The petition recited the difficulties which the plaintiff had encountered in obtaining service of process upon and in taking the deposition of Ladurini — which was ultimately taken August 31; it further asserted that shortly before taking this deposition, the plaintiff was advised that the Lounge was a corporation known as Nando's Lounge, Inc., and that it was not a proprietorship as he had been led to believe; that the certified list of corporations issued by the State in 1966 and published for use in 1967, failed to list Nando's Lounge, Inc., as either a domestic or foreign corporation; and that Ladurini deposed that he was president as well as registered agent of this corporation.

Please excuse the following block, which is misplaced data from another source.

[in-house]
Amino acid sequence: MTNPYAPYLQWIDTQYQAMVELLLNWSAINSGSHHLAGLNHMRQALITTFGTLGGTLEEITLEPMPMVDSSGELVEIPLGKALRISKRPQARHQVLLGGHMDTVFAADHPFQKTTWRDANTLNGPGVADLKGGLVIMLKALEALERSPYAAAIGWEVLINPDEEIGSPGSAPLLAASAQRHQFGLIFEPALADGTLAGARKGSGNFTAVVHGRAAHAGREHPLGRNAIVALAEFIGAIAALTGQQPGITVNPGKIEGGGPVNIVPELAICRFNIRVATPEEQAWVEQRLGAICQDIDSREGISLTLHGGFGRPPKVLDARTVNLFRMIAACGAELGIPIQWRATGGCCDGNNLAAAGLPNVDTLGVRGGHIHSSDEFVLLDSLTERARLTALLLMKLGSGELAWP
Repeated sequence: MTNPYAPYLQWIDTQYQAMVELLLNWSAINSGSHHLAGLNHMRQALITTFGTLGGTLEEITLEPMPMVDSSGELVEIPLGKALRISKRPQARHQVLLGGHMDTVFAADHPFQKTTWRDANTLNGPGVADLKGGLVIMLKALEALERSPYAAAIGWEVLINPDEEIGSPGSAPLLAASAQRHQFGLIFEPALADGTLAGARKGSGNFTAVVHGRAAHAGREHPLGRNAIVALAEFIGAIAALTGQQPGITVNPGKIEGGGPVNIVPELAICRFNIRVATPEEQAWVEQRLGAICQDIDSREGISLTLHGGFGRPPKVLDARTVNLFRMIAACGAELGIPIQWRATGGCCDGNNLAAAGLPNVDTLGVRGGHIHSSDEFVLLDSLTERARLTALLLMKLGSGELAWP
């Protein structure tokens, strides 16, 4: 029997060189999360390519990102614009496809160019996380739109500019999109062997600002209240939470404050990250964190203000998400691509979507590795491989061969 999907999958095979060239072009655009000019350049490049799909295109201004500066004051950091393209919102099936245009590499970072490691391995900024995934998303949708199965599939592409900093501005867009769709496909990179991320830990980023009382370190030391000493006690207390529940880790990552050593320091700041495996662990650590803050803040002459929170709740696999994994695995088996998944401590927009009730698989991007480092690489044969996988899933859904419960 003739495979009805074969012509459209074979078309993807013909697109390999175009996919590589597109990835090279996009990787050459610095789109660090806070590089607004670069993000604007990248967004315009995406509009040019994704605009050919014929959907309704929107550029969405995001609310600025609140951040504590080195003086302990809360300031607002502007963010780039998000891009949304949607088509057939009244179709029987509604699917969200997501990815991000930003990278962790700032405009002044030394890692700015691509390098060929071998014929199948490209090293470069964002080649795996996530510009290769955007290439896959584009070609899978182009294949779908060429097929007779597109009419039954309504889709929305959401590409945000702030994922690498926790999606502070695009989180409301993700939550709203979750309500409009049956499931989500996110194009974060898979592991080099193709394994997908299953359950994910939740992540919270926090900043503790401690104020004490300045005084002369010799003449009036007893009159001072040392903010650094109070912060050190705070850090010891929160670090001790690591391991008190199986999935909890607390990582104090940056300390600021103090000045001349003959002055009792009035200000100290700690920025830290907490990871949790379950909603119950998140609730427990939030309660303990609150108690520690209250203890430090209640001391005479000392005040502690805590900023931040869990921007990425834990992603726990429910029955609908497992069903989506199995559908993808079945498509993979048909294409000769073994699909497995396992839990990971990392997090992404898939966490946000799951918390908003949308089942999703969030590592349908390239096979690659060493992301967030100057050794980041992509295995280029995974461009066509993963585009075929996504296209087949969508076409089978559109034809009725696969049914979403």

The petition further recited that the second amended complaint alleged that Ladurini was a patron of Nando's Lounge, Inc.; that he purchased, was served and consumed a quantity of alcoholic beverages on said premises and, as a result, became intoxicated; that upon leaving the premises, he assaulted the plaintiff; and that the substitution of Nando's Lounge, Inc., for Nando's Sportsman's Lounge, a proprietorship, rendered moot the issues of law raised by the defendants as the basis for dismissing the amended complaint.

The petition further recited that the plaintiff had moved to file his second amended complaint with all due diligence and in full compliance with section 46 of the Civil Practice Act.

On September 1, the court granted the plaintiff leave "to file his second amended complaint substituting as a party defendant Nando's Lounge, Inc. in place and stead of Nando's Sportsman's Lounge, and for summons to issue." The second amended complaint was filed and summons issued, and was served on September 7.